I have to answer the questions below in 250 words each. I had to place 4 individuals in a group and determine their 4 Personality Type Letters by having them complete the short Cognitive Style Inventory© at http://www.personalitypathways.com/type_inventory.html. Each group member completed the Cognitive Style Inventory and provided me with their 4 Personality Type Letters as follows:
Group Member#1 - ENFJ
Group member#2 - INTP
Group Member#3 - ISTJ
Group Member#4 - ENTP
Based on Engleberg and Wynn's (2007) description of the Myers-Briggs Type Indicator in chapter 11 and the 4 Personality Type Letters which I have been reading, I don't fully understand these questions below:
1)Discuss incentives/motivators for each team member's personality type above.
2)Design two incentives/motivators created specifically for your group's dynamics.
Be sure to reference text readings to support your reasoning.© BrainMass Inc. brainmass.com June 3, 2020, 11:45 pm ad1c9bdddf
Let's take a closer look. Be sure to read your chapters, which are referred to in this response.
1) Discuss incentives/motivators for each team member's personality type above.
The following information is taken from ch.11, p. 300-301. It is just a matter of sorting the information relevant to each of the letters for each member. Perhaps, reading it first will be helpful. Also see the chart of strategies on p. 302, which matches your members' personality type with motivation strategies based on Jung's theory. In this response, any direct quotes are enclosed in quotation marks and the chapter is cited at the end of the paragraphs with the page number.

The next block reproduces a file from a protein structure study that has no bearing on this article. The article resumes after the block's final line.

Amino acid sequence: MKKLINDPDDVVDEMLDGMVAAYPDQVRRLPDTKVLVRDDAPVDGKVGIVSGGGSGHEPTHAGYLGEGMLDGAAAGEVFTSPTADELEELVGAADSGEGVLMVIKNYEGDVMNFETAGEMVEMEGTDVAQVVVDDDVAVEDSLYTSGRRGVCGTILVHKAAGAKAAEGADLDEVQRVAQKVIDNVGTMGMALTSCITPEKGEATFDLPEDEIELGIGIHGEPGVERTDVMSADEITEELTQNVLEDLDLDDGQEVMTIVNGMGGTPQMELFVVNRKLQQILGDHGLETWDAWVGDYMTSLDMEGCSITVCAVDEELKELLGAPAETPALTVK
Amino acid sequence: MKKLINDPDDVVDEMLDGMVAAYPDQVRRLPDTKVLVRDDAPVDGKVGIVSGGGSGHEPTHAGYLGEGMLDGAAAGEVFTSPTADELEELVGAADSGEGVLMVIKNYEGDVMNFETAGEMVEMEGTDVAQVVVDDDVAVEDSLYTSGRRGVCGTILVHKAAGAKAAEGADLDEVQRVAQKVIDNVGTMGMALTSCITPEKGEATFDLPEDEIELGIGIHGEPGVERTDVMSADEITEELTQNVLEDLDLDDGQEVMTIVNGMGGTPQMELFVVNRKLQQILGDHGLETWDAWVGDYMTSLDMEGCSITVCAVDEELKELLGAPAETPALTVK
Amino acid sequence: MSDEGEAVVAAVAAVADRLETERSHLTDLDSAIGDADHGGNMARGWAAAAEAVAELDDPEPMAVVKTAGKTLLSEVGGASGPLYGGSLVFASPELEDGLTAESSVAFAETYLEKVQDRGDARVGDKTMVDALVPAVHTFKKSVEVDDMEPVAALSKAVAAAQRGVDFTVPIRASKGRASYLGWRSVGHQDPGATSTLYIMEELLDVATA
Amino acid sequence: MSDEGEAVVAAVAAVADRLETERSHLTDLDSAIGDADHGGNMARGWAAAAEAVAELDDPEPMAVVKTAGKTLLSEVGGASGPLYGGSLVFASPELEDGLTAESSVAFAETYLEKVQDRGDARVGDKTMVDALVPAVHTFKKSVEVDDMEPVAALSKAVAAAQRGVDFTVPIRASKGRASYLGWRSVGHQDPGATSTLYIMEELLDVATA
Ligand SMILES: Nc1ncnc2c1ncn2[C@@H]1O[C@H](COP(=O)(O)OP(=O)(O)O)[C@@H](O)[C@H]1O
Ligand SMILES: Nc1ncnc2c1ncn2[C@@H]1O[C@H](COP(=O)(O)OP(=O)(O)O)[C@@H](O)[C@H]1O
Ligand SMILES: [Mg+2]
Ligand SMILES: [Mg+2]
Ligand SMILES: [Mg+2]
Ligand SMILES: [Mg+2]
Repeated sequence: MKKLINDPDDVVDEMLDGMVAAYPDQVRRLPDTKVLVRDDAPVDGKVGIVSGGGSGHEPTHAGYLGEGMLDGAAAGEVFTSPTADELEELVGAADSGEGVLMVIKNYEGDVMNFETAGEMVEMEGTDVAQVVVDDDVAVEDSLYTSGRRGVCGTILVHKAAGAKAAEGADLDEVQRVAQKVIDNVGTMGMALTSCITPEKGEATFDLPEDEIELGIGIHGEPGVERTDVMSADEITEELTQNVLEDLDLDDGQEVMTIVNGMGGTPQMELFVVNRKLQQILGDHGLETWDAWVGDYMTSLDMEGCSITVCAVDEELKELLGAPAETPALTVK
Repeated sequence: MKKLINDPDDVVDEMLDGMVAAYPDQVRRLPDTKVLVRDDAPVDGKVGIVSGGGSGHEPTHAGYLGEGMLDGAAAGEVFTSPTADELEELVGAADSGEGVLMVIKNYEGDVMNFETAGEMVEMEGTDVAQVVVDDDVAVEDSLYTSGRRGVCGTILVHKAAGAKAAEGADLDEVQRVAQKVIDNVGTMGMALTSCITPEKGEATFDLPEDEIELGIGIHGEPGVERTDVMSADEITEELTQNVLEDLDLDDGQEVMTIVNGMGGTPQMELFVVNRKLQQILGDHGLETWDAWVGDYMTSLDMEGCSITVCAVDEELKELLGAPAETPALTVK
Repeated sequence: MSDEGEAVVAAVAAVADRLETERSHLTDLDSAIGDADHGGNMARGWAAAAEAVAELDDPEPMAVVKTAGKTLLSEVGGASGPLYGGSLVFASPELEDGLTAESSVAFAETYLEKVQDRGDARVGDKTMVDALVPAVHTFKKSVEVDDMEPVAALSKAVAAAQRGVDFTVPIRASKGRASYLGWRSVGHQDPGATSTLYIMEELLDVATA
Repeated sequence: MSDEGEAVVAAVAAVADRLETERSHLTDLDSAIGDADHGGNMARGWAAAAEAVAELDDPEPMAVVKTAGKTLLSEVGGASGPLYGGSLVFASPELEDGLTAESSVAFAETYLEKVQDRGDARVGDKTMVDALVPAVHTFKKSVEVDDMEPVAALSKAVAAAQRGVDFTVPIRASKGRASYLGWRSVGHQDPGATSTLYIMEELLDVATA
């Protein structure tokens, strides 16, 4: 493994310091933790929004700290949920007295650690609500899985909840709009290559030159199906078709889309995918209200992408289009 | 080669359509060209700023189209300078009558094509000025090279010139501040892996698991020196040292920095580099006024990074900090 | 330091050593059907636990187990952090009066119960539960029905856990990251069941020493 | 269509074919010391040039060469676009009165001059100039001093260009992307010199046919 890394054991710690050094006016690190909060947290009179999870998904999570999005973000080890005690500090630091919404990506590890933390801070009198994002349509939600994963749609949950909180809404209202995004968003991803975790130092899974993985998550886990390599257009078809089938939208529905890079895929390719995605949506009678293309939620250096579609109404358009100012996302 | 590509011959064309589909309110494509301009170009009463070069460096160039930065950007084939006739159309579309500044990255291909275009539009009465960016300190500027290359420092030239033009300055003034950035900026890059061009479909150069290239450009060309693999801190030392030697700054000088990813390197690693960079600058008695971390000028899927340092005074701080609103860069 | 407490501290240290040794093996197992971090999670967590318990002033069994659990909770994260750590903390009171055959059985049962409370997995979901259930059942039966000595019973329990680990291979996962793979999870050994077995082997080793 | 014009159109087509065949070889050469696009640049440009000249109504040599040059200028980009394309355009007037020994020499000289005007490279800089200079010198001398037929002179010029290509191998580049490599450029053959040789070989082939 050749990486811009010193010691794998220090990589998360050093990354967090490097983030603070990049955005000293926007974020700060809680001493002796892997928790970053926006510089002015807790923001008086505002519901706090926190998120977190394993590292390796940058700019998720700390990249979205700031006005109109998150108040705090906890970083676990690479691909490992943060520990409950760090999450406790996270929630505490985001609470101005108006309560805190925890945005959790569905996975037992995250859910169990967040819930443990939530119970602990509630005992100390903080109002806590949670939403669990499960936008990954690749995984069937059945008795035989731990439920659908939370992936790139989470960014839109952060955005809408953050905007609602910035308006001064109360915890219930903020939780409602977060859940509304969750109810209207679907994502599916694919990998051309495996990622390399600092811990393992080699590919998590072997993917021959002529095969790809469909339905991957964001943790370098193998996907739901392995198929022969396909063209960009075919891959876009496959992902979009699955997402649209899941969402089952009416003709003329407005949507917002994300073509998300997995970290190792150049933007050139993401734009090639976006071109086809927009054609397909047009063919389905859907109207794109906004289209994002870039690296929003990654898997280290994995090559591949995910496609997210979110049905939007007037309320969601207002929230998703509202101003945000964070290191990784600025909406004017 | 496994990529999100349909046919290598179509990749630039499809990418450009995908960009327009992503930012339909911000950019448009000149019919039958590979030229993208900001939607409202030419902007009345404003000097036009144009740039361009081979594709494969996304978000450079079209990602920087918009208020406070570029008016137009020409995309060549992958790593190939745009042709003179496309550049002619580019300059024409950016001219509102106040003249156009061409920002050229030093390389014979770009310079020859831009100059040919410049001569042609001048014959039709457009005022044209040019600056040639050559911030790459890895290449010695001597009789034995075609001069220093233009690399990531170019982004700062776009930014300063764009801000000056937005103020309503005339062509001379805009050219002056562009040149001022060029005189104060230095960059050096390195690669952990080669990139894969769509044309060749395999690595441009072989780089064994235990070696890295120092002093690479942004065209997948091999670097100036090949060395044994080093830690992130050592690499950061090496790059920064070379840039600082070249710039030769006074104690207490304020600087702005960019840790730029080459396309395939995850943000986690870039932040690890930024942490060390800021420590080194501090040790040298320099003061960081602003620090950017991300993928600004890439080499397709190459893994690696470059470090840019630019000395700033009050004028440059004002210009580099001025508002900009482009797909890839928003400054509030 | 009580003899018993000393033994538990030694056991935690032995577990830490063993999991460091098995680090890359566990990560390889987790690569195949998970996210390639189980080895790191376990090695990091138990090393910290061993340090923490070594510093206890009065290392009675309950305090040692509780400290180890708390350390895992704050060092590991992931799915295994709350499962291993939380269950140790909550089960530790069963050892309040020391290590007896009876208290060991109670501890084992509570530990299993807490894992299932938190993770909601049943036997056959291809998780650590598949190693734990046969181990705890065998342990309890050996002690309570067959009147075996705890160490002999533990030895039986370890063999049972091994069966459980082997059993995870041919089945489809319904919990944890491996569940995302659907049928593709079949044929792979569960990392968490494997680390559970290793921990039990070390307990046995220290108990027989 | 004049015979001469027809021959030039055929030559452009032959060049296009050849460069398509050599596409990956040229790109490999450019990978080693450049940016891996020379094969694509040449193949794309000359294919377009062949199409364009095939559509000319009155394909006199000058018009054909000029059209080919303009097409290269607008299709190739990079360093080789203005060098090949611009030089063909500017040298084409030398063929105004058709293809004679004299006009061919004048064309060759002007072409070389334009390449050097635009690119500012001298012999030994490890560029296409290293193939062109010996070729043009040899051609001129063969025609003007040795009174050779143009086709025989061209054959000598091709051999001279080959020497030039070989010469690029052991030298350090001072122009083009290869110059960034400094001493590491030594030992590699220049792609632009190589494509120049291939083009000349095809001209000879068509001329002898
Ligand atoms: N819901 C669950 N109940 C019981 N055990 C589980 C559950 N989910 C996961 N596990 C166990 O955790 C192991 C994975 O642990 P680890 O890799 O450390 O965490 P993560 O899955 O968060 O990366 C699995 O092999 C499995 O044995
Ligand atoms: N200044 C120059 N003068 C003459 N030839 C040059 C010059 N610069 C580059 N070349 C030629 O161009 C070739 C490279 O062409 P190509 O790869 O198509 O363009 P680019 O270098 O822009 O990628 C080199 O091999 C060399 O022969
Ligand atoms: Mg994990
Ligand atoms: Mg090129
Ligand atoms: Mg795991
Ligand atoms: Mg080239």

1. Group Member#1 - ENFJ
For this member, you use a combination of motivators for extrovert, intuitive, feeling and judging personality traits. You can motivate this extrovert by providing them, along with all group members, with the "meeting agendas well in advance." Being an extrovert, this member "may need time to collect information that supports" her or his "already formed ideas." (ch11, p. 300).
To motivate this intuitive member, she or he will remain motivated if her or his creative and big-picture ideas are given serious consideration by other group members. During a discussion, there will be both sensors and intuitives, so it is about balance. First give the sensors "uninterrupted time to share relevant information" and then, "let the intuitives "loose" to use that information as a springboard for new ideas or innovative solutions." In the group, this member is a feeler, so "should be given time to discuss personal perspectives, but also reminded that disagreements can help a group reach good, people-focused decisions." As a judger, this member will take her or his "responsibility seriously and will get a job done." You ...